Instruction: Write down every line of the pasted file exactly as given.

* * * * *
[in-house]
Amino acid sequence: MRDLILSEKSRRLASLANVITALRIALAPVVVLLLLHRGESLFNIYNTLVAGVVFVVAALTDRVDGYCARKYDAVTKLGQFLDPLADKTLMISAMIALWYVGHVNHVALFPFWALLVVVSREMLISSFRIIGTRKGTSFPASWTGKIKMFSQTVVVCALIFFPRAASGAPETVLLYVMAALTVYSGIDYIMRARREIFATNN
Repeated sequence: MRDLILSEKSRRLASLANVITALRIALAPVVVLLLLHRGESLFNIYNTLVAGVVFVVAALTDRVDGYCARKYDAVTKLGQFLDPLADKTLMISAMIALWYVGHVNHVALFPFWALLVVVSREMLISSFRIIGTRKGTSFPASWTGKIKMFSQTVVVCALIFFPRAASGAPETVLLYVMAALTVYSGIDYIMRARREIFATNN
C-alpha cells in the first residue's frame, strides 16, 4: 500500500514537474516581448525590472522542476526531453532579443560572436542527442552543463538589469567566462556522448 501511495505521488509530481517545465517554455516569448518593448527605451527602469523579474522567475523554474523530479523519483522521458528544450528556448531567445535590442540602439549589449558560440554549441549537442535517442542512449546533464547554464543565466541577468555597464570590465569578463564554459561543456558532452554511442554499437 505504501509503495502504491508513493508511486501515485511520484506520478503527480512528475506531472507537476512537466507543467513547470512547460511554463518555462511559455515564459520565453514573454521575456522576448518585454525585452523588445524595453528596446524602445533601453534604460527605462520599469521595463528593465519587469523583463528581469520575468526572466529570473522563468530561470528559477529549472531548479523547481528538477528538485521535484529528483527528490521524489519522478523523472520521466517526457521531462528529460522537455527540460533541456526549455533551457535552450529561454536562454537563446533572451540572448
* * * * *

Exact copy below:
[in-house]
Amino acid sequence: MRDLILSEKSRRLASLANVITALRIALAPVVVLLLLHRGESLFNIYNTLVAGVVFVVAALTDRVDGYCARKYDAVTKLGQFLDPLADKTLMISAMIALWYVGHVNHVALFPFWALLVVVSREMLISSFRIIGTRKGTSFPASWTGKIKMFSQTVVVCALIFFPRAASGAPETVLLYVMAALTVYSGIDYIMRARREIFATNN
Repeated sequence: MRDLILSEKSRRLASLANVITALRIALAPVVVLLLLHRGESLFNIYNTLVAGVVFVVAALTDRVDGYCARKYDAVTKLGQFLDPLADKTLMISAMIALWYVGHVNHVALFPFWALLVVVSREMLISSFRIIGTRKGTSFPASWTGKIKMFSQTVVVCALIFFPRAASGAPETVLLYVMAALTVYSGIDYIMRARREIFATNN
C-alpha cells in the first residue's frame, strides 16, 4: 500500500514537474516581448525590472522542476526531453532579443560572436542527442552543463538589469567566462556522448 501511495505521488509530481517545465517554455516569448518593448527605451527602469523579474522567475523554474523530479523519483522521458528544450528556448531567445535590442540602439549589449558560440554549441549537442535517442542512449546533464547554464543565466541577468555597464570590465569578463564554459561543456558532452554511442554499437 505504501509503495502504491508513493508511486501515485511520484506520478503527480512528475506531472507537476512537466507543467513547470512547460511554463518555462511559455515564459520565453514573454521575456522576448518585454525585452523588445524595453528596446524602445533601453534604460527605462520599469521595463528593465519587469523583463528581469520575468526572466529570473522563468530561470528559477529549472531548479523547481528538477528538485521535484529528483527528490521524489519522478523523472520521466517526457521531462528529460522537455527540460533541456526549455533551457535552450529561454536562454537563446533572451540572448